Bailey O. Cooper, Jr. v. Commissioner., United States Tax Court - Memorandum Decision, T.C. Memo. 1990-98, Docket No. 6240-88., Filed February 28, 1990
Bailey O. Cooper, Jr. v. Commissioner.
United States Tax Court - Memorandum Decision
T.C. Memo. 1990-98
Docket No. 6240-88.
Filed February 28, 1990.
C. Wells Hall III, 3000 NCNB Plaza, Charlotte, N.C., for the petitioner. Frank C. McClanahan III, for the respondent.
Memorandum Findings of Fact and Opinion
WHITAKER, Judge: Respondent determined deficiencies and additions to tax against petitioner in the following amounts:
1 Unless otherwise noted, all section references are to the Internal Revenue Code of 1954, as amended and in effect for the years in issue, and all Rule references are to the Tax Court Rules of Practice and Procedure.
The issues before the Court are the amount of the deficiency in 1983 and the applicability of the fraud addition in each year. Petitioner concedes the deficiency for 1982.
Findings of Fact
Some of the facts have been stipulated and are found accordingly.
Petitioner is an unmarried individual whose residence at the time of filing the petition was Charlotte, North Carolina. Petitioner timely filed individual income tax returns for the taxable years 1982 and 1983, which returns omitted any income from the conspiracy to import and sell marijuana in which petitioner was a participant during these 2 years. The marijuana conspiracy was headed by petitioner's first cousin, Robert Stowe, and took place during 1982 and 1983 largely in the coastal counties of Brunswick and Onslow, North Carolina.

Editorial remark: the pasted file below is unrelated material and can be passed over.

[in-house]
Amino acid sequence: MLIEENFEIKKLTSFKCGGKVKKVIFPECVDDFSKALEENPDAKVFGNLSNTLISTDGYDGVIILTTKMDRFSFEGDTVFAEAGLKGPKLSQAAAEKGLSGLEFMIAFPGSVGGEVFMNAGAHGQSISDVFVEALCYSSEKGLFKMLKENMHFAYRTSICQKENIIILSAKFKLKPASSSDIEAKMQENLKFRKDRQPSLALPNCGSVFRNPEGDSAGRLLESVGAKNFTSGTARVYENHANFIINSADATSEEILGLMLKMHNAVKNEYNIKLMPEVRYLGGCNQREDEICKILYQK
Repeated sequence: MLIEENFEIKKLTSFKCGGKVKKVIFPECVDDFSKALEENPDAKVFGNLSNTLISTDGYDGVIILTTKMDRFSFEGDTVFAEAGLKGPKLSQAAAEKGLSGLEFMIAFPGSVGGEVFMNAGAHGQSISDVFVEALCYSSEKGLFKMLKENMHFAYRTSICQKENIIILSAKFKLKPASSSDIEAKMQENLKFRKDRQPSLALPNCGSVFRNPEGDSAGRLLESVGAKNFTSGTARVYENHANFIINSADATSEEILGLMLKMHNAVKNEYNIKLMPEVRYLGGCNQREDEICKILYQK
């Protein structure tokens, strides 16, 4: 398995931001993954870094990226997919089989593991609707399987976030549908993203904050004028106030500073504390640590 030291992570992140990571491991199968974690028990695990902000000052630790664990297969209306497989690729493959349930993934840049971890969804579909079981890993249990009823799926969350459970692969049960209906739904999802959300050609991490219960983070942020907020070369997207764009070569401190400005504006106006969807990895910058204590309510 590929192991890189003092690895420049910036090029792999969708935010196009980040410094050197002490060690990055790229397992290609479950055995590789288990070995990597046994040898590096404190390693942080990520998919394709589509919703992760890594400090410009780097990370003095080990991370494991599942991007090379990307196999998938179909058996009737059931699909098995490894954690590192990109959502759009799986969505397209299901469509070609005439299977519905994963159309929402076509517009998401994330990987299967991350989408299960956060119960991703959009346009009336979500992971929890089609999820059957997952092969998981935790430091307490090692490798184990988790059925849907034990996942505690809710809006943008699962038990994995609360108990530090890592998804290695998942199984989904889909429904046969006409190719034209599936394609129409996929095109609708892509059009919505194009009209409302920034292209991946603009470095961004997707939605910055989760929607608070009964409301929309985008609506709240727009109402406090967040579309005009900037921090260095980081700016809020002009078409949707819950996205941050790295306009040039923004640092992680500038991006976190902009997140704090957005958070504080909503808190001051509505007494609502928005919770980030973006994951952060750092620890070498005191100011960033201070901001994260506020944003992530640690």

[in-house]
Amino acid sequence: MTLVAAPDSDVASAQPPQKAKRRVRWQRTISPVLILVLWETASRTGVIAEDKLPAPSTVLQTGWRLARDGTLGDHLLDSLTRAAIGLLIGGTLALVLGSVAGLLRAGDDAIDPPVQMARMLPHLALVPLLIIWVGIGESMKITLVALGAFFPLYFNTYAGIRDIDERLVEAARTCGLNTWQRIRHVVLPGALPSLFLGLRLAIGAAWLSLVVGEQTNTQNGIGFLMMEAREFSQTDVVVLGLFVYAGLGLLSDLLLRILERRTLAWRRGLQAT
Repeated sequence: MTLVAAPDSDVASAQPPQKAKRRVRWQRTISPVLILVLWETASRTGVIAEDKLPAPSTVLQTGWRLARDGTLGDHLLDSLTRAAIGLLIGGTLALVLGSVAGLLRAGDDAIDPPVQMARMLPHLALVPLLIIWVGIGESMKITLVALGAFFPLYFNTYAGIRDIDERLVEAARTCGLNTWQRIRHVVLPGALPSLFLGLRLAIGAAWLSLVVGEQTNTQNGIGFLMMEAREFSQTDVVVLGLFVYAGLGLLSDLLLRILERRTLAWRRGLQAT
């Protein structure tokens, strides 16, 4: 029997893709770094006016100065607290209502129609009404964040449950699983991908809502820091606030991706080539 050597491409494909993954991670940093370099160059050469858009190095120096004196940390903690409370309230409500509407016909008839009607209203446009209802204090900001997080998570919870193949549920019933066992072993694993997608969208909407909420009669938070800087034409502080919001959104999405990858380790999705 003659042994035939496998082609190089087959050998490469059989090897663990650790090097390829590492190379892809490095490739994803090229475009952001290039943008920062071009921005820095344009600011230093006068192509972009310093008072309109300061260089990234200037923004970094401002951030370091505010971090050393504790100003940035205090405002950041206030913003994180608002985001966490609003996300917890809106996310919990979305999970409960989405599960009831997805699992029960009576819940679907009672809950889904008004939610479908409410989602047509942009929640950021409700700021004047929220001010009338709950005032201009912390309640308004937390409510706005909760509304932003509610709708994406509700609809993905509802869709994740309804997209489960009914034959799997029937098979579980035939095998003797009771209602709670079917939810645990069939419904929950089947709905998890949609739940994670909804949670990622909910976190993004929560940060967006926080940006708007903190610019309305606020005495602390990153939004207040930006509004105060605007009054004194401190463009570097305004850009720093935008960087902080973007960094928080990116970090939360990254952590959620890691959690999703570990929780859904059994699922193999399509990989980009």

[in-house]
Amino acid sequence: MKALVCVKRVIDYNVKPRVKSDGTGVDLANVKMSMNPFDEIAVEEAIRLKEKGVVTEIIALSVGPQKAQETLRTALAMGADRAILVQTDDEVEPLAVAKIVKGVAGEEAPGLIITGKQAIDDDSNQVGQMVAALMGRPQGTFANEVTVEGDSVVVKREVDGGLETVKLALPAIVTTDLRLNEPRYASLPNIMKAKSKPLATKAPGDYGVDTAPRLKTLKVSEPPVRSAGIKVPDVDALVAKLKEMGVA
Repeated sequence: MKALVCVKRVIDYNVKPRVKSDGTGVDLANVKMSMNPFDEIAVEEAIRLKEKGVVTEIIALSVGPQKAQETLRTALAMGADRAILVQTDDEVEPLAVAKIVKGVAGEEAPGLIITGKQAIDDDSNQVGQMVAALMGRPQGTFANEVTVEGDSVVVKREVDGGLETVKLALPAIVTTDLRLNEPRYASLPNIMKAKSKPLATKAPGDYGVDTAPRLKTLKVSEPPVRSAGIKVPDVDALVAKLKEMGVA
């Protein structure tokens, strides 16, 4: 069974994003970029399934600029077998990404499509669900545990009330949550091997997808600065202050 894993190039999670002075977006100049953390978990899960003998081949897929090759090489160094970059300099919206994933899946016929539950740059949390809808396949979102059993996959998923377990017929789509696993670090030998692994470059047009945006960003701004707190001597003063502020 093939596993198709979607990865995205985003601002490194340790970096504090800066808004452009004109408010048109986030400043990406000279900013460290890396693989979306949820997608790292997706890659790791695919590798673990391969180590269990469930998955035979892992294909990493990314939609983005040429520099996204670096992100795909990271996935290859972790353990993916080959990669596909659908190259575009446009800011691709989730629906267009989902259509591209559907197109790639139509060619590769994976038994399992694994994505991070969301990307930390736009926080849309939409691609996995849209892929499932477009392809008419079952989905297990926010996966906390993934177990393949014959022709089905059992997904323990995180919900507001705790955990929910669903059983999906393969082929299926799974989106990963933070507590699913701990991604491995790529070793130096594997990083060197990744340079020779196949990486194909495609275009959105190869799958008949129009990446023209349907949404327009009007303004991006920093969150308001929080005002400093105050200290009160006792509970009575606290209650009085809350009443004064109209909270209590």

At the time petitioner was recruited by Mr. Stowe into the conspiracy, he was approximately 23 years old and living in the Wilmington-Wrightsville beach area. Petitioner in 1982 assisted as an off-loader, moving marijuana from a boat to a truck and then to another location for storage prior to sale. Petitioner admits that he was paid $5,000 in 1982 for these services and contests only the fraud addition for that year.
Early in 1983, Mr. Stowe instructed petitioner to buy pickup trucks, to rent a beachfront condominium to use as an unloading point, and to rent a trailer to use for storage. Mr. Stowe had previously used a site on Little River inlet in Brunswick County as an unloading point. Both Mr. Stowe and petitioner drove around together looking for usable inlets north of Wilmington and for a house and storage facilities. At Mr. Stowe's direction petitioner rented a condominium on Topsail Island in Onslow County on New River Inlet and equipped it with a radio.
During 1983, Mr. Stowe provided petitioner with a total of $210,000 in two installments, $35,000 and $175,000. The $175,000 was recovered from a rental house in Brunswick County that had been used in the conspiracy. Mr. Stowe directed that these funds be used in part to purchase a house and to rent the Onslow County condominium, in part for expenses of the conspiracy, and the remainder to compensate petitioner. Petitioner has substantiated disbursements for expenses during January 1983, as directed by Mr. Stowe, as follows:
In May 1983, at Mr. Stowe's direction petitioner purchased a house in Deep Run, Lenoir County, North Carolina. Petitioner furnished the down payment of $5,000 and made four mortgage payments of $237 or an additional $948. Thus of the $210,000, petitioner expended as directed by Mr. Stowe a total of $124,826, retaining for himself $85,174.
During this period, petitioner's father prepared and signed for petitioner tax returns which were filed on petitioner's behalf. None of the money realized from the drug smuggling conspiracy was reported for tax purposes. Petitioner admits that he retained $33,220 of the $210,000 fund. We find, however, that petitioner retained and used for his own purposes $85,174.